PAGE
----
Voices from the Civil Rights Movement

Danny Stock

GDS has had the honor of hosting a number of expert voices from the civil rights movement this winter. In ways large and small—from headline, all-GDS events to single-grade guest speakers—our community of learners has benefited from their storytelling. As they have reflected on their personal experiences during the movement, they have also shared some of the wisdom gained that guides the way to engage with our current movement.

Daughters of the Civil Rights Movement 

As part of the 75th Anniversary Speaker Series, GDS presented “Daughters of the Civil Rights Movement,” which featured an intimate discussion with those who know those historic figures best, two daughters of the movement: Paula Young Shelton, daughter of activist Andrew Young, GDS 1st grade and HS teacher, and author of Child of the Civil Rights Movement and Karen Gray Houston, daughter of protest leader Thomas Gray, niece of MLK lawyer Fred D. Gray, and author of Daughter of the Boycott: Carrying on a Montgomery Family’s Civil Rights Legacy. The evening event was moderated by Middle School history teacher Toussaint Lacoste and brought an eclectic audience of current parents, alumni, alumni parents, current faculty/staff, former faculty/staff, and current students, including several of Paula’s 1st graders. In his introduction to the event, Head of School Russell Shaw described the event series as “multi-generational living room gatherings.”

Though many of the names and faces of the heroes of the civil rights movement are familiar, the panelists introduced some of the unsung heroes of the movement. They spoke about civil rights leaders Jo Ann Robinson, E.D. Nixon, A. Philip Randolph, Ella Baker, Diane Nash, and Myrlie Evers-Williams.

“Even the Black women in the movement didn’t write about their involvement until many decades later,” Houston said. She also recalled Rosa Parks and her father saying, “We’re going to kill segregation [even] if it kills us.” 

Paula recalled growing up amongst all her aunts and uncles—Uncle Martin and Aunt Corretta, Aunt Juanita and Uncle Ralph (Abernathy). She continues to be inspired by Ella Baker starting SNCC, Dianne Nash’s work with the Freedom Riders, and her personal favorite, Fannie Lou Hamer.

The panelists also discussed the Black Lives Matter movement from a half century removed vantage point, considering both the guiding, nonviolent principles of the civil rights movement and the fact that not nearly enough has changed in the intervening years. How must “the strategies be revamped?” Houston wondered. They offered advice on getting involved. “Notice what’s happening around you,” Paula said. “Get involved with a group...You need to be prepared and knowledgeable before you act.”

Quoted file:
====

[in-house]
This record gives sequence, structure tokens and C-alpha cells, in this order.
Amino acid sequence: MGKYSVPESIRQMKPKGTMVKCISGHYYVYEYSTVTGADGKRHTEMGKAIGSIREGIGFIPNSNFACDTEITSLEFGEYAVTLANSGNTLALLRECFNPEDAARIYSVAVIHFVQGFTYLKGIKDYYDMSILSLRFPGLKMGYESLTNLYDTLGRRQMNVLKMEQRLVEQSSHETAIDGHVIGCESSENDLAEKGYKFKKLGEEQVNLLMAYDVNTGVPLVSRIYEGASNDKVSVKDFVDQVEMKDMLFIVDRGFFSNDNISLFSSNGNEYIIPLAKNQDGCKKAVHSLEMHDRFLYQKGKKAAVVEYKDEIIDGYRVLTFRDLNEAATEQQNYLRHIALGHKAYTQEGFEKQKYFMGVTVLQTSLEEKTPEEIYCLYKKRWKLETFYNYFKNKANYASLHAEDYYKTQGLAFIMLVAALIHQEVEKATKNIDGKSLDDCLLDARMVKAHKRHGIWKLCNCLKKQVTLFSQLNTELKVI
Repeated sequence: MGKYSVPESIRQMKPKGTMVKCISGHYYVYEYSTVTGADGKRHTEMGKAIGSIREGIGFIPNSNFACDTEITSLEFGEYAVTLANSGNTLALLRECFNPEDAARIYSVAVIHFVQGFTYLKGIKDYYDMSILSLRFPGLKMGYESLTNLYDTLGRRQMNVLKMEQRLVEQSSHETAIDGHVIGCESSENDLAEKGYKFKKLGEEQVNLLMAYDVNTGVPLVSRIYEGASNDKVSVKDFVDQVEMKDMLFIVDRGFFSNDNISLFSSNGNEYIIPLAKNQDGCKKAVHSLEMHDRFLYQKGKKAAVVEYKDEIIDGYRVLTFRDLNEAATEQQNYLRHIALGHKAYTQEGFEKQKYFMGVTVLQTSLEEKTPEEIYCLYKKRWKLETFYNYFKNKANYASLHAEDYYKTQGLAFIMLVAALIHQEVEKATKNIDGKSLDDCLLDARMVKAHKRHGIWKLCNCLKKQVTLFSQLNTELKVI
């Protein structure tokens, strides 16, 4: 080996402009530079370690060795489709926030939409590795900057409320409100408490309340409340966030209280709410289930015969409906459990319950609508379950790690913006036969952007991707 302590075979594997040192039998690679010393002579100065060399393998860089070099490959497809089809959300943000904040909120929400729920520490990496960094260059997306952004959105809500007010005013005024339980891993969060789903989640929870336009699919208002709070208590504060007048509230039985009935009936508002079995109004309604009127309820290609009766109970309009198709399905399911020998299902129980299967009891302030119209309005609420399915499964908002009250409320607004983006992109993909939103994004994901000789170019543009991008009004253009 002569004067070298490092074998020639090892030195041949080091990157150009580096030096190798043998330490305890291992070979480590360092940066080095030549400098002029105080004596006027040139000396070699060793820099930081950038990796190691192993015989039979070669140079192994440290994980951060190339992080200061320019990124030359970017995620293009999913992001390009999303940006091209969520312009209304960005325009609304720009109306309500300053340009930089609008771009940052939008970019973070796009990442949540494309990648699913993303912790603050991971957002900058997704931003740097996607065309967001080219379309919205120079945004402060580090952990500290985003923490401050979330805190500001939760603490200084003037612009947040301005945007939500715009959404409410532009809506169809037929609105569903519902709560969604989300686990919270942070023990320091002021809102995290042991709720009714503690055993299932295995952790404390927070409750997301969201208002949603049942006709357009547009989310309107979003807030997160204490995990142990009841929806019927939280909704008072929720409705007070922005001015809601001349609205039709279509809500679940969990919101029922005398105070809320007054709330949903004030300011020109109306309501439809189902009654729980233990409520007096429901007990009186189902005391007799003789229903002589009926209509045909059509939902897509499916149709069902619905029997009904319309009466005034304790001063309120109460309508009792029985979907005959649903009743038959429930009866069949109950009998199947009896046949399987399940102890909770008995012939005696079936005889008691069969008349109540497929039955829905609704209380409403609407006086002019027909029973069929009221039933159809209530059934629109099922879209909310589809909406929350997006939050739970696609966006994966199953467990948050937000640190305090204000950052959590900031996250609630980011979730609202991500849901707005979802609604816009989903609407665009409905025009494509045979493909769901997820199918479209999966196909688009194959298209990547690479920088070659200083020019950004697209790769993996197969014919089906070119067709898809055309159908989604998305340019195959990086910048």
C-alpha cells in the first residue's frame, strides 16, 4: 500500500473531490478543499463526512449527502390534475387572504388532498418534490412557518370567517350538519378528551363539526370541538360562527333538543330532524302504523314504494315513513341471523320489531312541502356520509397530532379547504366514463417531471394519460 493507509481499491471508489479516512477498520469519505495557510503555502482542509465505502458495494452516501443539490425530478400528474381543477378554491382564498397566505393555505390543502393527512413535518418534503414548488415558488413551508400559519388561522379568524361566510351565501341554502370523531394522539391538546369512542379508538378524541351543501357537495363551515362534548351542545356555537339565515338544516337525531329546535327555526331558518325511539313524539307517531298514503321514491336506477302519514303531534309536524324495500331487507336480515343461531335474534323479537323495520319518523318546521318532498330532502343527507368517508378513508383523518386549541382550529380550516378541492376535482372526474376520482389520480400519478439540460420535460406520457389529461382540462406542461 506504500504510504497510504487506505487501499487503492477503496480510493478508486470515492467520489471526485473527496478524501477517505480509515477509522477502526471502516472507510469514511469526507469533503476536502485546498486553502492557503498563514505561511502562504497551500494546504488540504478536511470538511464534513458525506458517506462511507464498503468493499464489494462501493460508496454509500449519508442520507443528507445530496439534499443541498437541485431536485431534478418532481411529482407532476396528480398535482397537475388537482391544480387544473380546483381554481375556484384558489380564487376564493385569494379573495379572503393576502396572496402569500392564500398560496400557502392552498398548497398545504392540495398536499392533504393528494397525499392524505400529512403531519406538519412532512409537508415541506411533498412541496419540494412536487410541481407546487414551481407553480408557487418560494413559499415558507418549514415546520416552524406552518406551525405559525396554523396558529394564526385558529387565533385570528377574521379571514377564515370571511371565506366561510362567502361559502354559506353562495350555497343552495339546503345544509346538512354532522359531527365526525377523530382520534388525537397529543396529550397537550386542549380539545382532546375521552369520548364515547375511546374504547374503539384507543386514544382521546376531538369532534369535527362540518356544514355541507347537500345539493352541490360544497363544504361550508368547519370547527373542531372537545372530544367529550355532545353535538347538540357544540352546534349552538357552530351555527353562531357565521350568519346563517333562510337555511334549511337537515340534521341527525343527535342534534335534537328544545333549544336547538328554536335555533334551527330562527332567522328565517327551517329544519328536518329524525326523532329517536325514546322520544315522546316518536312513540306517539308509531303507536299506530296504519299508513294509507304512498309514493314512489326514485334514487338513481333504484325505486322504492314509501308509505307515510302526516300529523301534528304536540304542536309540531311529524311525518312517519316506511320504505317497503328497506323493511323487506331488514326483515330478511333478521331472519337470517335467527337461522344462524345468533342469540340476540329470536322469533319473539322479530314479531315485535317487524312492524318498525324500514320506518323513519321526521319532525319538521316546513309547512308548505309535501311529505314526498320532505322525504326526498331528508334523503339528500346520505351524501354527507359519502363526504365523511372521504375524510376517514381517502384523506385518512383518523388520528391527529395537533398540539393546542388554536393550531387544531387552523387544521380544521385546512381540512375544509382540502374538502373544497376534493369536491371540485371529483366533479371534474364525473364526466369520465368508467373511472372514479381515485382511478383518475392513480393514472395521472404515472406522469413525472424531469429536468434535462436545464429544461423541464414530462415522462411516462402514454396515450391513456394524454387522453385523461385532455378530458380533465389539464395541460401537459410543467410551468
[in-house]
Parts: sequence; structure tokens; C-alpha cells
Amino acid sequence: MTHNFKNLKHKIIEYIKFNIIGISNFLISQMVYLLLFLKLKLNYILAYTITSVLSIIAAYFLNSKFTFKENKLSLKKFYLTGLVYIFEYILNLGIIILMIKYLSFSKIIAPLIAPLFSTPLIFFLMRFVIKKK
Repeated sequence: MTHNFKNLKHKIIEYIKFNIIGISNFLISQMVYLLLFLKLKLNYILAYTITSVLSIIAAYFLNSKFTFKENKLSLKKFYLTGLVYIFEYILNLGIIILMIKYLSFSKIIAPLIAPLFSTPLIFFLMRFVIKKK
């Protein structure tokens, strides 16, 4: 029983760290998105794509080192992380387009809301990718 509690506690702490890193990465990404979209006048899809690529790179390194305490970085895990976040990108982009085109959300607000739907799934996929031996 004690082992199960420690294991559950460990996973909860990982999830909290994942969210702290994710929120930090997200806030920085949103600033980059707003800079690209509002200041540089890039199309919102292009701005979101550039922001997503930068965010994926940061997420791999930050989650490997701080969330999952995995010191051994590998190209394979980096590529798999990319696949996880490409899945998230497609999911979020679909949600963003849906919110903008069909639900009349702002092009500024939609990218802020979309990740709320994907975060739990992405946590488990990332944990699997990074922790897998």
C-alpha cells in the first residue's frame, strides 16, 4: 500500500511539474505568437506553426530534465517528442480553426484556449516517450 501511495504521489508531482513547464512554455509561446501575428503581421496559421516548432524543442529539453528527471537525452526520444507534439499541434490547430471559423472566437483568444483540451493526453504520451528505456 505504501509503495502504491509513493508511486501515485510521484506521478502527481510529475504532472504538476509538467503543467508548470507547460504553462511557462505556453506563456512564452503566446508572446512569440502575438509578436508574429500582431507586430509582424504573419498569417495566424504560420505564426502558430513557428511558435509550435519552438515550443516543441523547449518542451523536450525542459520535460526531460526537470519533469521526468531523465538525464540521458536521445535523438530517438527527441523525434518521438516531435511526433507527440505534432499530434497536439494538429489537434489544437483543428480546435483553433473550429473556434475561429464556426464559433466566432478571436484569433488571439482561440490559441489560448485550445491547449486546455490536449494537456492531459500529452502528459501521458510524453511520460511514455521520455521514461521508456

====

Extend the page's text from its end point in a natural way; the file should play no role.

And what can parents do to support their children—their youthful activist children? “There are other risks that your children have to endure in order to express their views publicly [now], but I think we have to be supportive of them,” Paula said, even as she reflected on her own GDS alum son participating in the thick of the protests. “It was students that led the civil rights movement. It was students in the sit-ins. It was students in the Freedom Rides. It was students in Birmingham that changed the tide. We have to be supportive, but we have to help them be prepared.”

Watch the full event recording.

Fifth Grade Welcomed Two Voices from the Movement

Reverend Dr. Lanther Mills, Senior Pastor of Asbury Methodist Church, and Ms. Davis from the Asbury congregation joined the 5th grade during their “changemakers” period to speak to the students about the predominantly African-American church's founding in 1836, its role on the Underground Railroad and during the civil rights movement, and why the church displayed and will continue to display the Black Lives Matter banner. Just weeks before, the BLM banner at the church was destroyed. Dr. Mills also happened to mention the story of The Pearl, a schooner on which 77 enslaved Americans attempted to escape bondage in Washington, DC. The 5th grade students will return to a deeper discussion of the Pearl Incident (among other events in the history of emancipation) later in their civil rights curriculum. Watch the conversation.

Even more recently, the 5th grade hosted Barbara and David Lipman (grandparents of 5th grader Tessa), who were part of the civil rights movement as a teacher and lawyer, respectively. They spoke about their time living in Greenwood and Sunflower, Mississippi, the center of the cotton industry, teaching in country schools, and advocating for the Black residents beleaguered by white supremacists, economic oppression, and the denial of civil rights.